Tests that use DNA from mother's blood to determine sex of fetus often effective

August 9, 2011

As a noninvasive method of determining the sex of a fetus, tests using cell-free fetal DNA obtained from the mother's blood after 7 weeks gestation performed well, while urine-based tests appear to be unreliable, according to a review and analysis of previous studies, reported in the August 10 issue of JAMA.

Noninvasive prenatal determination of fetal sex could provide an important alternative to invasive cytogenetic determination, which is currently the gold standard for determining sex and single-gene disorders. Amniocentesis has small but measurable rates of procedure-related ; and sonography can be performed as early as 11 weeks' gestation to determine fetal sex, although not reliably, according to background information in the article. "The availability of a reliable noninvasive alternative to determine fetal sex would reduce unintended fetal losses and would presumably be welcomed by carrying fetuses at risk for disorders," the authors write.

Using cell-free fetal DNA as a noninvasive method for prenatal determination of fetal sex provides an alternative to for some heritable disorders. In some countries, such as the Netherlands, the United Kingdom, France, and Spain, this testing has already transitioned to routine clinical care despite the absence of a formal assessment of its performance. "More recently, companies have begun offering this technology directly to the consumer over the Internet. The tests are marketed for nonmedical use to curious parents-to-be with promises in some cases of accuracy as high as 95 percent to 99 percent at as early as 5 to 7 weeks' gestation," according to background information in the article.

Stephanie A. Devaney, Ph.D., of the National Institutes of Health, Bethesda, Md., and colleagues performed a systematic review and meta-analysis of previous research to examine the analytic validity of cell-free fetal , which describes the test's ability to detect sequences within maternal samples, as well as the clinical validity of the test, as indicated by its ability to correctly identify fetal sex. The researchers selected 57 studies (which included 80 data sets [representing 3,524 male-bearing pregnancies and 3,017 female-bearing pregnancies]) for inclusion in the analysis.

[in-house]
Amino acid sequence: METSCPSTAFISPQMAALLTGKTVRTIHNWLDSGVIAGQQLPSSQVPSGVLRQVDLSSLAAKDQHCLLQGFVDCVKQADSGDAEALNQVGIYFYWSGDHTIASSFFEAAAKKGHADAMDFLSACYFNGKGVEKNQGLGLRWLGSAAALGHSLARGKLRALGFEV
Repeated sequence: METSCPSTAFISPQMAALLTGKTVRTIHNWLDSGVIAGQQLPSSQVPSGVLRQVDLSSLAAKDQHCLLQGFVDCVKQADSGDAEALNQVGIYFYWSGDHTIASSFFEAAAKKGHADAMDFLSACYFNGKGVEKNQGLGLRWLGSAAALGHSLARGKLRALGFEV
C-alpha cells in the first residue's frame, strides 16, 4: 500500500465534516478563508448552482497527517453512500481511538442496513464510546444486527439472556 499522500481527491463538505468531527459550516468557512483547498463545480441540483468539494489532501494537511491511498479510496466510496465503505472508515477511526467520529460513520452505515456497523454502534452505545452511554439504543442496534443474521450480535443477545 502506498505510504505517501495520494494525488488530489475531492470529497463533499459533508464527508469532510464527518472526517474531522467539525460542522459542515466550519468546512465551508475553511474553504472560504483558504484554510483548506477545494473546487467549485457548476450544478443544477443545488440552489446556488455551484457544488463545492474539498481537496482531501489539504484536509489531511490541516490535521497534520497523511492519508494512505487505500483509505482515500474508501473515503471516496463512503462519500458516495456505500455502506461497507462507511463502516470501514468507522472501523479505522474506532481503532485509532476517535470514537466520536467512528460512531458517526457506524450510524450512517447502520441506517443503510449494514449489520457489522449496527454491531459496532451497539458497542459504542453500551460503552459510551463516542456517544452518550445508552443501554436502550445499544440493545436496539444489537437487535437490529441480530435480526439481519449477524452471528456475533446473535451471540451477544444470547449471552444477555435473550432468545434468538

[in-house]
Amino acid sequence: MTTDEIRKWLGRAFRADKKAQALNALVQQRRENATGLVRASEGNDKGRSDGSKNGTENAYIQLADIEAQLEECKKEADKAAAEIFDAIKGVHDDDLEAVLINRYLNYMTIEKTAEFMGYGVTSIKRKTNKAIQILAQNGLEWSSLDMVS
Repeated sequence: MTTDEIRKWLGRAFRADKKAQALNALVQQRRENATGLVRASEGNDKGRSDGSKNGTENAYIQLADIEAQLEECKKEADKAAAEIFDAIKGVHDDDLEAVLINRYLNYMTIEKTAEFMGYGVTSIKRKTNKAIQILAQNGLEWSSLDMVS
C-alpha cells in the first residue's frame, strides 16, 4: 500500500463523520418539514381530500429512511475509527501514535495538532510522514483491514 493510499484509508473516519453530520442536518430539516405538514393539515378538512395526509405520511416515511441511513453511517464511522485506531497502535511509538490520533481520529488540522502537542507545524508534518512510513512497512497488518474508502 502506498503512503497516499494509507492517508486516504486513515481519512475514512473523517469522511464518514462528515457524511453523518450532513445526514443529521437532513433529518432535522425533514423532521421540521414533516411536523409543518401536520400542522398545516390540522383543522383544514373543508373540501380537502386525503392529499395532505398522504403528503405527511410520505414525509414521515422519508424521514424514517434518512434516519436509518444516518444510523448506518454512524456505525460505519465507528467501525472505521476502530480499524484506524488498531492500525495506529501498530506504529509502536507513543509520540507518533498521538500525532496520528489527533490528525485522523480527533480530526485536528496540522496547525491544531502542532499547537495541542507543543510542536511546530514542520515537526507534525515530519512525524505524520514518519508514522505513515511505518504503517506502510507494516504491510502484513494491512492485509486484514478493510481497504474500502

The researchers found that the overall performance of the tests had sensitivity of 95.4 percent, specificity of 98.6 percent, positive predictive value, 98.8 percent, and negative predictive value, 94.8 percent. Performance was high using maternal blood. DNA methodology and gestational age had the largest effects on test performance, with real-time quantitative polymerase chain reaction (RTQ-PCR) outperforming conventional PCR. Test performance was high if performed using RTQ-PCR on a blood sample taken at a time during pregnancy when sufficient cell-free fetal DNA was present (7 weeks' gestation or later), with the best performance after 20 weeks' gestation. Testing performed prior to 7 weeks' gestation using blood, and all tests using urine, were found unreliable.

"The improved performance with later gestation is likely attributable to the increased concentration of cell-free fetal DNA within maternal blood as the fetus and placenta develop. This would explain the poor performance of the test prior to 7 weeks' gestation and the near-perfect performance in the third trimester," the authors write.

The researchers suggest that this "technology can be useful in clinical settings for early detection of at risk for sex-linked disorders requiring follow-up testing."

Explore further: Genetic analysis of amniotic fluid shows promise for monitoring fetal development

More information: JAMA. 2011;306[6]627-636

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